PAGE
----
As you saw earlier with the sea otter example from DALL‑E, you can tailor your prompts with more descriptive words to get better results. If we don’t want photo realism as the style of our images, we need to be more detailed with our request.
Let’s say instead photo-realistic tigers, you wanted your tigers to look as if they were drawn by Hollie Mengert. Below is an example of her character design.
Ownership and ethics #
Before we go any further, we must acknowledge this artwork is Hollie’s profession. Creating her artwork is how she makes a living. For context, please read Invasive Diffusion: How one unwilling illustrator found herself turned into an AI model. I’m writing another piece regarding the topic, which I plan to post to my blog. I will update this post with a link when it’s ready.
Adding style detail to the prompt (cont.) #
Using the same photo-realistic model we’ve been using so far, changing our prompt to
hollie mengert artstyle tiger sitting on a log creates a very different outcome.
Although I like that first tiger’s hand-sketched style, these images do not look like Hollie’s work. The sd‑v1‑5.ckpt model doesn’t know what Hollie’s style is beyond the fact that it’s not a photographic style. That leads to an obvious question. Can you teach an old model new tricks? Yes, you can.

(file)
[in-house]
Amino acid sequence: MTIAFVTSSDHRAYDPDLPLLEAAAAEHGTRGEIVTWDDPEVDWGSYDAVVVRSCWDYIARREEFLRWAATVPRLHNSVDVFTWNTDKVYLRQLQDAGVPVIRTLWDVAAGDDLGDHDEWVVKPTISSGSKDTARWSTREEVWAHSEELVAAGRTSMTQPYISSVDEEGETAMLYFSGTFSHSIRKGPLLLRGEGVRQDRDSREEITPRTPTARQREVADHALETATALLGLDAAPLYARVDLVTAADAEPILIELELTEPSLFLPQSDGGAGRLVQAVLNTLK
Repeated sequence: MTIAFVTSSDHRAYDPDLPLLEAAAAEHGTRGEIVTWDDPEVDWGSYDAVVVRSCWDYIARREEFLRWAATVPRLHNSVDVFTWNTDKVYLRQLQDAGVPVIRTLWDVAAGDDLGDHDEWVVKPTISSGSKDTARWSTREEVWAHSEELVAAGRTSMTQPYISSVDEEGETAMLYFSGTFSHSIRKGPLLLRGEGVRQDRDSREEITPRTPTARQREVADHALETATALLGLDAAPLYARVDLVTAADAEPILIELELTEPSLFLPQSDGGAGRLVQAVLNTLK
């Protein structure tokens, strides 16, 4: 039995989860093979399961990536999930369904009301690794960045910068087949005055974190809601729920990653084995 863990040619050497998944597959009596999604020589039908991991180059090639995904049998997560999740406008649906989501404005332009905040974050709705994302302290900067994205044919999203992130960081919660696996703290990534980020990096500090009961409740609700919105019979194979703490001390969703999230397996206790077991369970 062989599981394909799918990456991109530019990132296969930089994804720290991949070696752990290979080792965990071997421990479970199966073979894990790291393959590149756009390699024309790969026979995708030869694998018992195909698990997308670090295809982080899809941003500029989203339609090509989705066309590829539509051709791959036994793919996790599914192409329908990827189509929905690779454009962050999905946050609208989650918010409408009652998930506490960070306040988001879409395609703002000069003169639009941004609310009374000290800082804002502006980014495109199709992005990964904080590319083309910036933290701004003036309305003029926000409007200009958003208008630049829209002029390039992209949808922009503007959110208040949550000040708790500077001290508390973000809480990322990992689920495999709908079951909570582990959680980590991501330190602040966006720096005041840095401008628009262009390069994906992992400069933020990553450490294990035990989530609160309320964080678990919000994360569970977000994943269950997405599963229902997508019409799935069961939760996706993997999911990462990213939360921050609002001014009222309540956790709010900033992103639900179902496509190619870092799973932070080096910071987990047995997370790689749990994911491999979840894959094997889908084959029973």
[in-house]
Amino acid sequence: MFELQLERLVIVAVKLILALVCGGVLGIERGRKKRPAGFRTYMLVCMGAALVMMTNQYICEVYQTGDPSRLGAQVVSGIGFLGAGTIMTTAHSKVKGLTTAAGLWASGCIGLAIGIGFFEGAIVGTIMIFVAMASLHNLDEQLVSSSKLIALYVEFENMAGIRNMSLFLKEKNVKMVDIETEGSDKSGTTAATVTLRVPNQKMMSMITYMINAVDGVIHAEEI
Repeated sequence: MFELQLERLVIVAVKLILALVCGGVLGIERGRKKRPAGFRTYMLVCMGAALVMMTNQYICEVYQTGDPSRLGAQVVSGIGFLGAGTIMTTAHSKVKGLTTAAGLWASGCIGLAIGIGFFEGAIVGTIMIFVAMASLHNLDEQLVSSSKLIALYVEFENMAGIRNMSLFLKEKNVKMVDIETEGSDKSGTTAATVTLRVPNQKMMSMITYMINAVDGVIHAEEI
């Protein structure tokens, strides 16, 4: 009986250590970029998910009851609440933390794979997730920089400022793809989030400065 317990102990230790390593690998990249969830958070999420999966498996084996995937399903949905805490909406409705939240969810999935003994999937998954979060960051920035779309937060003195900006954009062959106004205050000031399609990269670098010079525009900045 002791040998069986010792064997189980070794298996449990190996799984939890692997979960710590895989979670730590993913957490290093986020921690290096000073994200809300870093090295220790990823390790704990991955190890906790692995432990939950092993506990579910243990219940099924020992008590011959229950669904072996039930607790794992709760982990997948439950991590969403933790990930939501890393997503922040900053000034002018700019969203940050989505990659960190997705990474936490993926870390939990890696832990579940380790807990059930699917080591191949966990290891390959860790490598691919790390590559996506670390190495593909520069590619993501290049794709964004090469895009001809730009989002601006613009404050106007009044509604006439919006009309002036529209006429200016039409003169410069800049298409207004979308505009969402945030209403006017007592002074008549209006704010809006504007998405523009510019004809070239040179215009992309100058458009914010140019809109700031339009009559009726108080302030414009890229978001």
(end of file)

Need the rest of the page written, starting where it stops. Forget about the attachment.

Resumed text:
DreamBooth and training models #
There’s a project called DreamBooth that offers “a new approach for ‘personalization’ of text-to-image diffusion models” to “fine-tune a pre-trained text-to-image model.”
The Illustration-Diffusion model used some of Hollie’s work and trained it to mimic her style. The documentation for this model says, “the correct token is holliemengert artstyle.”
You might wonder if there is a typo in the token. Is it missing a space? It’s not. This missing space is intentional. The token is holliemengert and not hollie mengert. This model contains data derived from images tagged with the made-up word holliemengert. You’ll see many of these made-up words if you use custom models. Using unique words allows the new data to be isolated and not get polluted with other data. Imagine the images had been tagged with the word drawing which already contains lots of data. You’d have no way to tell Stable Diffusion that you meant the “hollie mengert” style without it being polluted with many other drawing styles.
In the images above, where we asked for “hollie mengert artstyle”, I’m a little surprised we didn’t end up with some holly (not Hollie) in the images.
The results are remarkably different. These images are not the same quality as would have been created by Hollie, but they have a much more distinctive style. These results are heavily influenced by the new model we’re using.
Using the model with the wrong “token” #
How important is the token